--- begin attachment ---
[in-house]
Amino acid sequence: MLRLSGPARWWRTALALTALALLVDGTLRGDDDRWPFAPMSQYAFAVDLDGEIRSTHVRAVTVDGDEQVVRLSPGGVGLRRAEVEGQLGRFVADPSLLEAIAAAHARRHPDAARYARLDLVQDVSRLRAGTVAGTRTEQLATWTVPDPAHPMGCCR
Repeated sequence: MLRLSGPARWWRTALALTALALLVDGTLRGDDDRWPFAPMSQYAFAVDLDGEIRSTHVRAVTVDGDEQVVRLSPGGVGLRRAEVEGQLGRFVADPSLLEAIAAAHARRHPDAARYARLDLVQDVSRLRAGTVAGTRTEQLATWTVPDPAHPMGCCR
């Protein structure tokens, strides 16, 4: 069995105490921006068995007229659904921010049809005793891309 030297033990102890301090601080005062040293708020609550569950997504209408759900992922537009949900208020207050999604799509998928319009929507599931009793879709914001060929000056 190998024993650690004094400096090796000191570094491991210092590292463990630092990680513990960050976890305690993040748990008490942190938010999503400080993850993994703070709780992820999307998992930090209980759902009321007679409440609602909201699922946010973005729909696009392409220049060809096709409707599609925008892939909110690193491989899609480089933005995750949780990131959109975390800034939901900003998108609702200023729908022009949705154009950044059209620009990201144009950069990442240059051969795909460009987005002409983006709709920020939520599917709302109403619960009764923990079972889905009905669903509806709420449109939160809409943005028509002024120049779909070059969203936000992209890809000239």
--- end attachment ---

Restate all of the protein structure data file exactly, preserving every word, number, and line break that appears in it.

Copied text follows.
[in-house]
Amino acid sequence: MLRLSGPARWWRTALALTALALLVDGTLRGDDDRWPFAPMSQYAFAVDLDGEIRSTHVRAVTVDGDEQVVRLSPGGVGLRRAEVEGQLGRFVADPSLLEAIAAAHARRHPDAARYARLDLVQDVSRLRAGTVAGTRTEQLATWTVPDPAHPMGCCR
Repeated sequence: MLRLSGPARWWRTALALTALALLVDGTLRGDDDRWPFAPMSQYAFAVDLDGEIRSTHVRAVTVDGDEQVVRLSPGGVGLRRAEVEGQLGRFVADPSLLEAIAAAHARRHPDAARYARLDLVQDVSRLRAGTVAGTRTEQLATWTVPDPAHPMGCCR
């Protein structure tokens, strides 16, 4: 069995105490921006068995007229659904921010049809005793891309 030297033990102890301090601080005062040293708020609550569950997504209408759900992922537009949900208020207050999604799509998928319009929507599931009793879709914001060929000056 190998024993650690004094400096090796000191570094491991210092590292463990630092990680513990960050976890305690993040748990008490942190938010999503400080993850993994703070709780992820999307998992930090209980759902009321007679409440609602909201699922946010973005729909696009392409220049060809096709409707599609925008892939909110690193491989899609480089933005995750949780990131959109975390800034939901900003998108609702200023729908022009949705154009950044059209620009990201144009950069990442240059051969795909460009987005002409983006709709920020939520599917709302109403619960009764923990079972889905009905669903509806709420449109939160809409943005028509002024120049779909070059969203936000992209890809000239």